If you are successful in your career you will experience the following arc: INVISIBLE (no one knows you), KNOWN (people are aware of you and that your company exists — but probably don’t know and have never tried your product), NOTABLE (people admire your product and company, have tried it or know people who have) and finally SOUGHT AFTER (people are so enamored with what you’ve done that they want to get involved with you in some way).
That’s the “founder funnel,” and today we are going to talk about getting from an “invisible nobody” to a known somebody. We won’t cover notable and sought after, as that’s really a function of your product getting to scale — not branding.
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Everyone starts out invisible, except of course if their last name is notable via a spouse or parent. And trust me, you really don’t want to be notable as the “child/spouse of X notable person” because people will start off hating you for that (generally speaking).
“Oh, your pop is Larry Ellison and you’re making movies with his money?” will be rewarded with “Nice to meet you (and an eye roll saying “F@#4k you!)” or “Would love to get you to back my project!” — both of which really suck. Actually, I feel bad for kids like that. They get the hours on dad’s G550, but have to constantly try and figure out if the people around them are there for the money or the friendship.
Step One: Define who you are and what you stand for
In this world people will quickly define you and what you stand for, so it’s best that you take measures to do that for them. How does one do this?
a) When someone asks you what you do, answer concisely. “Hello, I’m Jason Calacanis … I’m an angel investor and I like to write the first check for founders with a crazy idea.” I actually say it like that all the time.
b) State your mission in your Twitter bio, on your blog, on Moo cards, and in your email signature.
c) By telling your friends and associates clearly what you need help with: “I’m hosting the largest startup conference in the world, LAUNCH Festival, on March 2-4. I’m looking for companies to debut there and to invest in — do you know any?” Yes, I literally say that to my friends in a blunt fashion. Don’t make people guess how they can interact with you — be candid (unless you’re in Japan, where you should do the opposite of what’s in this post).
Step Two: find your Voice & Speak your Truth
a) Create a branded persona. If you are starting a company in the “on demand” / “Uber of…” space, call yourself “SusanOnDemand.” If you are starting something in the curation space, perhaps call yourself “CuratingSusan” or “SusanHearts” (as in “I heart puppies,” taken from the I Love NY campaign with the heart icon).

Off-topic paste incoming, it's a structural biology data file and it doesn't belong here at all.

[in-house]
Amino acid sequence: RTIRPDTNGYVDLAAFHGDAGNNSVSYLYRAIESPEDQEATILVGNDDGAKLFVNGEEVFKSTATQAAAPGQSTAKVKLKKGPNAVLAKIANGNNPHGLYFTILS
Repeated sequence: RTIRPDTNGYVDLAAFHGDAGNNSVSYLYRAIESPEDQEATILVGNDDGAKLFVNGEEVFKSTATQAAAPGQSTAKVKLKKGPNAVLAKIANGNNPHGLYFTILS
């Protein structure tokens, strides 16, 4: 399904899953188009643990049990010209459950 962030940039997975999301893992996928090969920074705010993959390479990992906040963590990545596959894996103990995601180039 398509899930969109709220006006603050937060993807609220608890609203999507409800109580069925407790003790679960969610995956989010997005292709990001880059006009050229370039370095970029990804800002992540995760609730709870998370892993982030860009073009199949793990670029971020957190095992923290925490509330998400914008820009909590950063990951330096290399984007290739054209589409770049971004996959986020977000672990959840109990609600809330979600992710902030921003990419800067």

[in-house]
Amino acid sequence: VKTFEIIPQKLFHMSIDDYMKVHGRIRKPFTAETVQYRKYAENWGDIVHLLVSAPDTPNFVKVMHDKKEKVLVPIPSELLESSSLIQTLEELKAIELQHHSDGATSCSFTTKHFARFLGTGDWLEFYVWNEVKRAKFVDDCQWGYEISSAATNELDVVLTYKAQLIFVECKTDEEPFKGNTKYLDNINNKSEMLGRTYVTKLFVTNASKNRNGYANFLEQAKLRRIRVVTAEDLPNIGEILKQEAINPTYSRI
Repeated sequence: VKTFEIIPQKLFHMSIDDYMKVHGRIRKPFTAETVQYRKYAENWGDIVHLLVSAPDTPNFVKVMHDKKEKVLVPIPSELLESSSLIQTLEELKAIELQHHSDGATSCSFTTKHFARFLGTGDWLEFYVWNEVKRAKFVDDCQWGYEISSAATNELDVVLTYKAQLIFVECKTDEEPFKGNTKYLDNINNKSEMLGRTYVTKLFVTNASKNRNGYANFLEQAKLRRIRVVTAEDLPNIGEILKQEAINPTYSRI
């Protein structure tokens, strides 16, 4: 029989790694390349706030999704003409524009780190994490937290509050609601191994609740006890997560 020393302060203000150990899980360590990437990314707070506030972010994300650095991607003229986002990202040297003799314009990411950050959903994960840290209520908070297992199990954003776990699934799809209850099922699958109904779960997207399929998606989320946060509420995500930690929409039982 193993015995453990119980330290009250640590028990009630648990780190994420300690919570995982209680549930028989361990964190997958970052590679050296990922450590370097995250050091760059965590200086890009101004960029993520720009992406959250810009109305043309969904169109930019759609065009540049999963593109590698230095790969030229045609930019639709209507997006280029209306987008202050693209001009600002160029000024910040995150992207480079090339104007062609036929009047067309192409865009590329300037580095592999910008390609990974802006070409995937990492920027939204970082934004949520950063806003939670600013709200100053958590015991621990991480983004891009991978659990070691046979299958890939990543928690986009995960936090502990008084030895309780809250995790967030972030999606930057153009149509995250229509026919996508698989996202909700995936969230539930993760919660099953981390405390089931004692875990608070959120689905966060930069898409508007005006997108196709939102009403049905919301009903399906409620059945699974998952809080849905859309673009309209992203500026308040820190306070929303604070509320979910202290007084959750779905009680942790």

b) Start a blog on Squarespace (which has stunning blog templates) or another blog platform about your industry or vertical using that specific branding. Obviously get the domain name CuratingSusan.com.
c) Make a fun avatar that’s memorable and portable across all services. Spend $50 doing this with a real designer online somewhere.
d) Gobble up that super unique handle on Tumblr, Instagram, Twitter, Facebook, Snapchat, etc. Use the same avatar you did above.
e) Follow all the Twitter handles in your vertical and make lists of folks in subverticals. Those folks will get notifications that “CuratingSusan” put them on this list and is following them. Then when you log in to other services with Twitter you’re gonna find some of the same folks and they will get connected with you on Quora, Instagram, etc. All of this creates some level of “knowing you exist” — which is the name of the game when you’re a nobody.
f) Post on some regular basis without talking about yourself. Know that if you post intelligent stuff, folks will eventually click on your avatar and read your bio. They will click over to your startup or AngelList page and read up on you.
STEP Three: target the top influencers in your space and
stalk bond with them
a) If you are trying to break into curation, you know that MediaREDEF, TheSkimm, Inside, and Brain Pickings are all focused on curation. Figure out who works at those companies, perhaps who has invested in them, and follow them across social media.
b) Once you have your targets, turn on mobile notifications for them on Twitter and fist bump them with a favorite (star) when they say something clever. Reply back to them intelligently and comment on their blog.
c) Watch videos of those targets on YouTube and then write blog posts about their talks and interviews.
d) Subscribe to Google Alerts about and RSS feeds of those targets companies. When they have news, comment on them in an intelligent way, write blog posts about that news, or Tweet about that company.
These three steps will take about an hour or two per day. They will make you a known person, which then sets you up for success.
I’ve watched new founders like Danielle from Mattermark and Ryan from Product Hunt do this firsthand over the years. No one knew them or their startups, but they followed this playbook and now are moving through the funnel. In fact, I’d say they are both making the move from known to notable — which is NOT easy. They both have a solid chance of becoming sought after in 2015 — provided they focus on their products.
Getting on people’s radar in a credible way isn’t easy, but if you follow the rules above exactly as I’ve described them you will easily become well known by everyone in the circle you are trying to break into. Just be fascinated by other people and their work, and as the adage goes, they will become fascinated by you.
Oh my, 1,000 words already… if I keep this pace up, I think I will have written 365,000 words by the end of the year. How many words are there in a book, I wonder?